Dagga can be used in the home, Western Cape High Court rules

2017-03-31 10:12
The Western Cape High Court in Cape Town. (Paul Herman, News24)

The Western Cape High Court in Cape Town. (Paul Herman, News24)

Multimedia   ·   User Galleries   ·   News in Pictures Send us your pictures  ·  Send us your stories

Cape Town – The Western Cape High Court has made a landmark ruling, declaring that it is an infringement to ban the use of dagga by adults in private homes.

In making the ruling on Friday, it has allowed for the possession, cultivation and use dagga at home, for private use.

It has also ruled that Parliament must change sections of the Drug Trafficking Act, as well as the Medicines Control Act.

It has 24 months to do so.

The successful application to decriminalise dagga was driven by Dagga Party leader Jeremy Acton and Rastafarian Garreth Prince who argued on December 13 and 14 last year for the decriminalisation of the herb.

Acton, Prince, and 18 plaintiffs applied to the court for the Criminal Prohibition of Dagga Act (sections 4b and 5c), read with certain sections of Part III of Schedule 2 of the Drugs and Drug Trafficking Act, to be declared unconstitutional.

Those sections make it a crime to possess a drug, unless it is for a variety of medical reasons. The Drugs and Trafficking Act defines what constitutes a drug.

They are also challenging the Medicines and Related Substances Act.

They submitted that the laws prohibiting dagga use are unfair, discriminatory, outdated, and applied disproportionately to black users.

The two have been helping people arrested for possession of dagga by obtaining a stay of prosecution, pending the outcome of their application.

Prince was arrested for possession of dagga in 1989, while a law student at the University of the Western Cape.

He paid a R60 fine and thought that was the end of it. When he graduated and applied to the Cape Bar to be admitted as an attorney, he was rejected because of the dagga conviction, and because he refused to apologise for it.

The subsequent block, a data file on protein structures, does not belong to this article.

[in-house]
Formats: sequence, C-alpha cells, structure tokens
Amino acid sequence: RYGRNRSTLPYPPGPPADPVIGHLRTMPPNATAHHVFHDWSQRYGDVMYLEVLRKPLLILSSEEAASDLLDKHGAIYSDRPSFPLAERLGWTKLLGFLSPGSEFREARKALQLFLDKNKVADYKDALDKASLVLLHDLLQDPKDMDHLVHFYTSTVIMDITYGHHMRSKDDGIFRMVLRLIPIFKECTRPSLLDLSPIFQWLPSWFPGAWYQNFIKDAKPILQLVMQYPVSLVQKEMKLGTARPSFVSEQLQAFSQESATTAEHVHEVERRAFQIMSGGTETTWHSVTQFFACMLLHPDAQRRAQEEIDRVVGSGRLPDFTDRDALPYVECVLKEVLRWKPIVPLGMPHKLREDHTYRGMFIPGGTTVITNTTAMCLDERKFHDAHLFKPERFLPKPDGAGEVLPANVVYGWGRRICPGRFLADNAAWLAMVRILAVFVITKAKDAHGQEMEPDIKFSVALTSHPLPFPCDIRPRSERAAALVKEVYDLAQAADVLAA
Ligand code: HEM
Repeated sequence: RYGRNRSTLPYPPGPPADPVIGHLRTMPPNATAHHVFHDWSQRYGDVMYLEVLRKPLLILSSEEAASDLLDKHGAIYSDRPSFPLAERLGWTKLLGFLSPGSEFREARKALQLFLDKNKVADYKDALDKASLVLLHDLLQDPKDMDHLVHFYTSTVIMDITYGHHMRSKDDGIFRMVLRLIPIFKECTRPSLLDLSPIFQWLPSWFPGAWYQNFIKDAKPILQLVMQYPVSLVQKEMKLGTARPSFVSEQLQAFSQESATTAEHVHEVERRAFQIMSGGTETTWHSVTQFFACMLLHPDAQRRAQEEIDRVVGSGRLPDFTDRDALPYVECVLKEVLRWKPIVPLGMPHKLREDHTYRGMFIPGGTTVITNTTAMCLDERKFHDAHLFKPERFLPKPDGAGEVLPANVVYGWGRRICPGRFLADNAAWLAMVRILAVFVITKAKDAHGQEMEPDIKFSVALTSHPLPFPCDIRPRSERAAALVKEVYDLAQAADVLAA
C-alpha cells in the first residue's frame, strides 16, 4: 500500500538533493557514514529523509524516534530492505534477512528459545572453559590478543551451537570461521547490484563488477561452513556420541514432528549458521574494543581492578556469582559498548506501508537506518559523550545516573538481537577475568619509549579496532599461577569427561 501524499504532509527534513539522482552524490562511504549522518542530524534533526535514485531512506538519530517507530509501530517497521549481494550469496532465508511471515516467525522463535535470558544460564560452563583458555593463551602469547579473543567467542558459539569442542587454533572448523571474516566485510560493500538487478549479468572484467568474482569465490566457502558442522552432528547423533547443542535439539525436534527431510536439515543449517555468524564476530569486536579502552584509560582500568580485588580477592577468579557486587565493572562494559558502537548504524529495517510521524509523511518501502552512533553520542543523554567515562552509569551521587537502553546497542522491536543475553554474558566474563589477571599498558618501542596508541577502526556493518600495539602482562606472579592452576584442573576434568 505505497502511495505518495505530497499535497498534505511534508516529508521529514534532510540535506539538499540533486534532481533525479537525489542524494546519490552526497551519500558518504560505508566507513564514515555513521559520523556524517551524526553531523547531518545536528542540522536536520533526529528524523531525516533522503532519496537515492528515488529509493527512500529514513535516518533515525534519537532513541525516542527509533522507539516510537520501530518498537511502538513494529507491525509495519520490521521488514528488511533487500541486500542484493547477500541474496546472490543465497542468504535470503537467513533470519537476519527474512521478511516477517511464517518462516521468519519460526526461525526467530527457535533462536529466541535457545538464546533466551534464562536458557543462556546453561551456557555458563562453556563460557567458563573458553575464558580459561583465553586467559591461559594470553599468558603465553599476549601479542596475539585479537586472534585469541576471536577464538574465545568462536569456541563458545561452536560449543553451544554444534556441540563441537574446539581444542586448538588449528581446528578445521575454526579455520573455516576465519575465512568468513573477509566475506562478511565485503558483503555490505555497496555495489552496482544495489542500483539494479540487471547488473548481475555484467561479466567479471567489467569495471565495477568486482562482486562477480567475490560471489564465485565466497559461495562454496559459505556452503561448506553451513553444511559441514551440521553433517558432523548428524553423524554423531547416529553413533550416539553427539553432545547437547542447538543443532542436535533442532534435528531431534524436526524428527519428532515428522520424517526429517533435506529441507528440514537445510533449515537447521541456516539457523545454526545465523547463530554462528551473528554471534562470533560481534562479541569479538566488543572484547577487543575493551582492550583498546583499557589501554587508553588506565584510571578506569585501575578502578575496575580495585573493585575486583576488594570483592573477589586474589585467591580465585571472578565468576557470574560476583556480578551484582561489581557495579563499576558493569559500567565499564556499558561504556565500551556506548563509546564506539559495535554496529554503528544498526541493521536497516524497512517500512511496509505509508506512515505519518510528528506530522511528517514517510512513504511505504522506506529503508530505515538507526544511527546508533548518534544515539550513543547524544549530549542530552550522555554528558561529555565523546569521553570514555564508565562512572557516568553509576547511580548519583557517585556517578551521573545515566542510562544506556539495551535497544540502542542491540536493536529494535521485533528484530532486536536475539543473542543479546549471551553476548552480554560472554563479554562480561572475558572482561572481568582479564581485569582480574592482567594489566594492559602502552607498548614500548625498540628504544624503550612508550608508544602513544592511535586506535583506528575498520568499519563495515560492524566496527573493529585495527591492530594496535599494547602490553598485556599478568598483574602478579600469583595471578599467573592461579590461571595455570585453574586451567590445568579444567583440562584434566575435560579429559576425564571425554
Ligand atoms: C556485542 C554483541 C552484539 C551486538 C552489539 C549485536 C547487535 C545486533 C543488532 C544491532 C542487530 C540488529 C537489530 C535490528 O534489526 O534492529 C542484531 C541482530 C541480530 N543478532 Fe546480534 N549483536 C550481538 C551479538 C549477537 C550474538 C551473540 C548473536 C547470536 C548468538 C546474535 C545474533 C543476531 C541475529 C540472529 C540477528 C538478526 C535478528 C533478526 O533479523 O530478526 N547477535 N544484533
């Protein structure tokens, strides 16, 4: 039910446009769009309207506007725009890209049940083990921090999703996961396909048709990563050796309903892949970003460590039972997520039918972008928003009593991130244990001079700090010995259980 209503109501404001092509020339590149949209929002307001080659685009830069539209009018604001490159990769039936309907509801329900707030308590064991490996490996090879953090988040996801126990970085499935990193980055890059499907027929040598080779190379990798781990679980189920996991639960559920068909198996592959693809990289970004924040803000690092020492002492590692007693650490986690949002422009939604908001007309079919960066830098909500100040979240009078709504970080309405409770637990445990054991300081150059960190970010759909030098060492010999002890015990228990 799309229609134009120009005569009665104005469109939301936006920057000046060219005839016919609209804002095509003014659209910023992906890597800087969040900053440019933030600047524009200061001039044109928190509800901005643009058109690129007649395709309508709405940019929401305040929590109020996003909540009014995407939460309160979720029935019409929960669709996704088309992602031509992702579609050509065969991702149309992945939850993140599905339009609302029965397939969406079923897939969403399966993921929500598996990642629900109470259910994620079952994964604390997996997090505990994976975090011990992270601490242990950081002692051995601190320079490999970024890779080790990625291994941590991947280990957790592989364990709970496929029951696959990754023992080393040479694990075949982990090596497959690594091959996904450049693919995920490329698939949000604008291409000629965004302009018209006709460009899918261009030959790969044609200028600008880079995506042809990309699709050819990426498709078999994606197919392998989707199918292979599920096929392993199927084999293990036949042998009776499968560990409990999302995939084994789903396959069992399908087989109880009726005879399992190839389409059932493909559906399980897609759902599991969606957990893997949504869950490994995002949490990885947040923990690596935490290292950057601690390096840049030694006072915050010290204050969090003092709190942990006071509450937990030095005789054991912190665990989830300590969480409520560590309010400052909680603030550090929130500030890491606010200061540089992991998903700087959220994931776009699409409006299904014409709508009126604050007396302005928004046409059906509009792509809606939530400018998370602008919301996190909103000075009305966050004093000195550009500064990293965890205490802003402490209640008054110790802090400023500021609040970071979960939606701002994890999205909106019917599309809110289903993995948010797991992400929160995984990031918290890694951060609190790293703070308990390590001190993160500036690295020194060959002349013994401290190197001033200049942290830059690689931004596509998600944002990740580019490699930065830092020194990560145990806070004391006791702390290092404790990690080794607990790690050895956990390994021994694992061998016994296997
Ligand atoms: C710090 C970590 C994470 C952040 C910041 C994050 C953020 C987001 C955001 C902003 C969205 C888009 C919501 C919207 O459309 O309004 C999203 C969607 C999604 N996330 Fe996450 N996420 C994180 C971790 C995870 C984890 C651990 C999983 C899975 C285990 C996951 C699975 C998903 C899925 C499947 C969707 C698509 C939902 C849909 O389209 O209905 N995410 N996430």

To Prince, using dagga was a religious choice as a Rastafarian. He unsuccessfully brought an application to the Constitutional Court to have it decriminalised for religious purposes.

He became a community legal adviser, but was arrested again in 2012 for growing dagga in his garden in Kraaifontein.

Read more on:    cape town

Join the conversation!

24.com encourages commentary submitted via MyNews24. Contributions of 200 words or more will be considered for publication.

We reserve editorial discretion to decide what will be published.
Read our comments policy for guidelines on contributions.
NEXT ON NEWS24X

Inside News24

 
Partner Content
Travel Dreams? Where would you rather be right now?

Partnered: Whether you're missing family overseas, dreaming of family adventures or romantic hideaways we all have that one place we'd rather be right now - but have you thought about the best way to get there?

/News
Traffic Alerts
Traffic
There are new stories on the homepage. Click here to see them.
 
English
Afrikaans
isiZulu

Hello 

Create Profile

Creating your profile will enable you to submit photos and stories to get published on News24.


Please provide a username for your profile page:

This username must be unique, cannot be edited and will be used in the URL to your profile page across the entire 24.com network.

Settings

Location Settings

News24 allows you to edit the display of certain components based on a location. If you wish to personalise the page based on your preferences, please select a location for each component and click "Submit" in order for the changes to take affect.




Facebook Sign-In

Hi News addict,

Join the News24 Community to be involved in breaking the news.

Log in with Facebook to comment and personalise news, weather and listings.